Rule 106. Remainder of or related writings or recorded statements; action of judge.
(1) When part of an act, declaration, conversation or writing is given in evidence by one party, the whole on the same subject may be inquired into by the other. When a letter is read, all other letters on the same subject between the same parties may be given. When a detached act, declaration, conversation or writing is given in evidence, any other act, declaration or writing which is necessary to make it fully understood, or to explain the same, may also be given in evidence.
(2) The judge may in his discretion either require the party thus introducing part of a total communication to introduce at that time such other parts as ought in fairness to be considered contemporaneously with it, or may permit another party to do so at that time.
Source:Laws 1975, LB 279, § 6.
When prior testimony of a witness is introduced out of context and leaves a false impression, additional evidence, even if otherwise inadmissible, may be introduced to qualify and explain the previous testimony. Nickell v. Russell, 260 Neb. 1, 614 N.W.2d 349 (2000).
Because this section is concerned with the danger of admitting a statement out of context, additional evidence is admissible only if it qualifies or explains the previous testimony. Under this section, when defense counsel leaves a false impression, the trial court may allow the use of otherwise inadmissible evidence to clarify or complete an issue opened up by defense counsel. Under this section, the trial court must determine whether the additional evidence which the proponent seeks to admit is relevant to the issues in the case and the trial court need admit only that part of the evidence which qualifies or explains the evidence offered by the opponent. In applying this section, once relevance of the additional evidence has been established, the trial court must address the second half of the test for admissibility, and should do so by asking: (1) Does it explain the admitted evidence? (2) Does it place the admitted evidence in context? (3) Will admitting it avoid misleading the trier of fact? (4) Will admitting it ensure a fair and impartial understanding of all the evidence? State v. Schrein, 244 Neb. 136, 504 N.W.2d 827 (1993).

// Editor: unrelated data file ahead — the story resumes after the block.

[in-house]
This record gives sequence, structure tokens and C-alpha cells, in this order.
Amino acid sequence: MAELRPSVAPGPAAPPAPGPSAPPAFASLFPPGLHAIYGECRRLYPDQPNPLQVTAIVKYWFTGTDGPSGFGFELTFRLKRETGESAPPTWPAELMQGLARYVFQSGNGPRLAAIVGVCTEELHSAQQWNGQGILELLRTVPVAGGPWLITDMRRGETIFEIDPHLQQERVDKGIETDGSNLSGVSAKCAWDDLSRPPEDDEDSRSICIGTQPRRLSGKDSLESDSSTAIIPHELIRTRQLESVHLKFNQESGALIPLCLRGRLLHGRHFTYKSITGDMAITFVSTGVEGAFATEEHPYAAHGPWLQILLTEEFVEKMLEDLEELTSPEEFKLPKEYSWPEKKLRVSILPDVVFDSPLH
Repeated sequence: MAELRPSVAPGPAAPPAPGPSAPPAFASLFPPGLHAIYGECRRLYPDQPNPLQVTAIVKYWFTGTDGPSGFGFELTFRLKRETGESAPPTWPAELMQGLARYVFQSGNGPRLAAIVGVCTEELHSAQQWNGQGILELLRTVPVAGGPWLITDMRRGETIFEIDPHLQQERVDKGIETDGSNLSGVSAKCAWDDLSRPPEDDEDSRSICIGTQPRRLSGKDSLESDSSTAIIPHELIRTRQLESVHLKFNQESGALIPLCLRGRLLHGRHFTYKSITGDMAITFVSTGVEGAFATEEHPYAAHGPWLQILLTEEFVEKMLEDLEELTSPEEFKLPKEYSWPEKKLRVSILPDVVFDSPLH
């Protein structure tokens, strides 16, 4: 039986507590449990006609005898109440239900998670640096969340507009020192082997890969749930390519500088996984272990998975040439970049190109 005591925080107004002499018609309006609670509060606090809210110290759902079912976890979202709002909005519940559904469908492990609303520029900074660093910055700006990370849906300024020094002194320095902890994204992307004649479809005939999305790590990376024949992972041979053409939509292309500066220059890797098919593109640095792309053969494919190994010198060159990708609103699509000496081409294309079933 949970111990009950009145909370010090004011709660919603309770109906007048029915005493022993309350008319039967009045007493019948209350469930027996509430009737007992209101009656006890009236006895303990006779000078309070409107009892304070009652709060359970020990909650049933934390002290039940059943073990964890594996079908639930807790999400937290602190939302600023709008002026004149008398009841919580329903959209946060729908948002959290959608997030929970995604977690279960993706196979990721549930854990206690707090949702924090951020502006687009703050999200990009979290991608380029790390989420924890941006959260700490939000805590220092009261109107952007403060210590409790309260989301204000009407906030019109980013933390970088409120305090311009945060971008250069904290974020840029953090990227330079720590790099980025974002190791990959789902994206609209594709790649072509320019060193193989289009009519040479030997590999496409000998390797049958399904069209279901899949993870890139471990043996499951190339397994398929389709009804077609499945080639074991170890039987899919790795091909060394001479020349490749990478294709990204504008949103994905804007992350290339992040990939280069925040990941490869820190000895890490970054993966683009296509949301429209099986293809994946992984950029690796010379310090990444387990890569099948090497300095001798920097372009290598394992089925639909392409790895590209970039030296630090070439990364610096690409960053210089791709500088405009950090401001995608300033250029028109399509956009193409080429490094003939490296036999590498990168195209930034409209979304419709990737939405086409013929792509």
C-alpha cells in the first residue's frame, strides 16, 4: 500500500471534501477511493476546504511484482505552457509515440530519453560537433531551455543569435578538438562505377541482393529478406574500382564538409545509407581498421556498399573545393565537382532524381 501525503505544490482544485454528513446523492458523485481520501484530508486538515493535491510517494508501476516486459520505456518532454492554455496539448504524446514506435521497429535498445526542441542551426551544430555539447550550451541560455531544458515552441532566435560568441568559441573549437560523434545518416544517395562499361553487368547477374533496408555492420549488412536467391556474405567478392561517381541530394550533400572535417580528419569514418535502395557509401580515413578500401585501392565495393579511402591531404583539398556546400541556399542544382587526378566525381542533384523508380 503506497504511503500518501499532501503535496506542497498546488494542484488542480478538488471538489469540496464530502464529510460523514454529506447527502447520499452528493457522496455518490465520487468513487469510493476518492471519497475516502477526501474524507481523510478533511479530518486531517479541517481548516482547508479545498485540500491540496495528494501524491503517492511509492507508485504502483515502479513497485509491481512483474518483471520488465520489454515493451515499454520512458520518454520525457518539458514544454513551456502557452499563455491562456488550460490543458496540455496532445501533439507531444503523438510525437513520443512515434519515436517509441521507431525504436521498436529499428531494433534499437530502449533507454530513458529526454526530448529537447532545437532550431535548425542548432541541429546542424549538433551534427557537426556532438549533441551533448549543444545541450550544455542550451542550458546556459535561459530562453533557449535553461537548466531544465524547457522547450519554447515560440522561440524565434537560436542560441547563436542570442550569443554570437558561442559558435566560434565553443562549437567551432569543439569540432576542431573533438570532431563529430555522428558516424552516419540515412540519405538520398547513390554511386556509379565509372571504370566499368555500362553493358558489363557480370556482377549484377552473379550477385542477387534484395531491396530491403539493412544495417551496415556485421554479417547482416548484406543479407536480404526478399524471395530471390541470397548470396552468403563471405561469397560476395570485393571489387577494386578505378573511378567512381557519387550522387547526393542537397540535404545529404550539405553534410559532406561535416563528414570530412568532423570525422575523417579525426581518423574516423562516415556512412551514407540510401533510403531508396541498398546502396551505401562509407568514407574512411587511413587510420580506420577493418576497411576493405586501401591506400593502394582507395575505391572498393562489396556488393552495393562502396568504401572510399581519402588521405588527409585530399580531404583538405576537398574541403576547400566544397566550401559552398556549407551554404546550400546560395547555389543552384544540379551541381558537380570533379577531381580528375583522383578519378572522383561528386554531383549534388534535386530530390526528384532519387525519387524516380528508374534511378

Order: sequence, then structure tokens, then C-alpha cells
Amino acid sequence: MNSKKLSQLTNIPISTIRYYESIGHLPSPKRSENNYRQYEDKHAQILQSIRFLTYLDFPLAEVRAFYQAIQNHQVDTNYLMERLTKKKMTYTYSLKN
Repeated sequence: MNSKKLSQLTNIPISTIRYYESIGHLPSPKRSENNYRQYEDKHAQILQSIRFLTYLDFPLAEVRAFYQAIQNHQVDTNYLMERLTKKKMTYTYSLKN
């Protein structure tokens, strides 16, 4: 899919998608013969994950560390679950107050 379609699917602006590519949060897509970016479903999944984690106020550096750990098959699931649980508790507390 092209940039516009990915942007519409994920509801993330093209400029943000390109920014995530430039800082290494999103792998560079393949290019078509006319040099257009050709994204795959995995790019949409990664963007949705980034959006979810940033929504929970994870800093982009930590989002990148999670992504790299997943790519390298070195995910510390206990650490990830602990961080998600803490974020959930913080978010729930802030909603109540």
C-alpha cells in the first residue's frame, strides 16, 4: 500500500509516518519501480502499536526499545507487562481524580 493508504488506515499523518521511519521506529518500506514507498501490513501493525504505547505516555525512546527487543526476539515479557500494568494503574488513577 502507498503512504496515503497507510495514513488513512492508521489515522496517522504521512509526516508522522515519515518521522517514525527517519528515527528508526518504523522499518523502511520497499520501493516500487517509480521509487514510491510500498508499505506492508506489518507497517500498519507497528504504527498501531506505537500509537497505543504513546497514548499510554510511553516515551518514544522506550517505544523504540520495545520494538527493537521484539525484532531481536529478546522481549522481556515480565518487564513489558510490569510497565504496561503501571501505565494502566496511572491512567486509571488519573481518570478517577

Under this section the admission of evidence is not a matter of right, but rests with the sound discretion of the court. State v. Coffman, 227 Neb. 149, 416 N.W.2d 243 (1987).
Generally, the rule of completeness is concerned with the danger of admitting a statement out of context. When this danger is not present, it is not an abuse of discretion to fail to require the production of the remainder or, if it cannot be produced, to fail to exclude the evidence. Chirnside v. Lincoln Tel. & Tel. Co., 224 Neb. 784, 401 N.W.2d 489 (1987).
The general rule regarding admissibility of tape recordings is that they are admissible as evidence of such conversations and in corroboration of oral testimony, provided proper foundation is laid. The rule of completeness is concerned with danger of admitting a statement out of context. Where this danger is not present it is not an abuse of discretion to fail to require production of the entire statement. State v. Manchester, 213 Neb. 670, 331 N.W.2d 776 (1983).